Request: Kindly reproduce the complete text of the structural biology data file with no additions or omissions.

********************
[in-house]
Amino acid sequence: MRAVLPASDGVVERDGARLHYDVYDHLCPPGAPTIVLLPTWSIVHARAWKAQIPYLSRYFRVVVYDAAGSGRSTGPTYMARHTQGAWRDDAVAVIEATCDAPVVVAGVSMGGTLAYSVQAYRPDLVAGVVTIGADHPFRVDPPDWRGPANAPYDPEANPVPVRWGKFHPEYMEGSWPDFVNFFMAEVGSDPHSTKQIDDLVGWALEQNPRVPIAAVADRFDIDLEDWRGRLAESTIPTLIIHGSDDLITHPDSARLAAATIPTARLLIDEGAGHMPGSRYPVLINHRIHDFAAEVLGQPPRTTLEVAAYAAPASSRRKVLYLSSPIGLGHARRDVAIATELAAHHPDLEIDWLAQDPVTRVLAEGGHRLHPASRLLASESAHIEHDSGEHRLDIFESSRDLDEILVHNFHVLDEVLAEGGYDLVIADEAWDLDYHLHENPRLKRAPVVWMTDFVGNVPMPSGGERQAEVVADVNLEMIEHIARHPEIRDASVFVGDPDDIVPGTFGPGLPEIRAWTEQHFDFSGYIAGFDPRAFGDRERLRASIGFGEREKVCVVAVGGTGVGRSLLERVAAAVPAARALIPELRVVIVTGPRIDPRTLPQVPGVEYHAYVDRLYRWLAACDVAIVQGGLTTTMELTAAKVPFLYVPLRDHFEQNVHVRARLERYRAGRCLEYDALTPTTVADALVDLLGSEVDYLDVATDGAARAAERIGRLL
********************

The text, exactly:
[in-house]
Amino acid sequence: MRAVLPASDGVVERDGARLHYDVYDHLCPPGAPTIVLLPTWSIVHARAWKAQIPYLSRYFRVVVYDAAGSGRSTGPTYMARHTQGAWRDDAVAVIEATCDAPVVVAGVSMGGTLAYSVQAYRPDLVAGVVTIGADHPFRVDPPDWRGPANAPYDPEANPVPVRWGKFHPEYMEGSWPDFVNFFMAEVGSDPHSTKQIDDLVGWALEQNPRVPIAAVADRFDIDLEDWRGRLAESTIPTLIIHGSDDLITHPDSARLAAATIPTARLLIDEGAGHMPGSRYPVLINHRIHDFAAEVLGQPPRTTLEVAAYAAPASSRRKVLYLSSPIGLGHARRDVAIATELAAHHPDLEIDWLAQDPVTRVLAEGGHRLHPASRLLASESAHIEHDSGEHRLDIFESSRDLDEILVHNFHVLDEVLAEGGYDLVIADEAWDLDYHLHENPRLKRAPVVWMTDFVGNVPMPSGGERQAEVVADVNLEMIEHIARHPEIRDASVFVGDPDDIVPGTFGPGLPEIRAWTEQHFDFSGYIAGFDPRAFGDRERLRASIGFGEREKVCVVAVGGTGVGRSLLERVAAAVPAARALIPELRVVIVTGPRIDPRTLPQVPGVEYHAYVDRLYRWLAACDVAIVQGGLTTTMELTAAKVPFLYVPLRDHFEQNVHVRARLERYRAGRCLEYDALTPTTVADALVDLLGSEVDYLDVATDGAARAAERIGRLL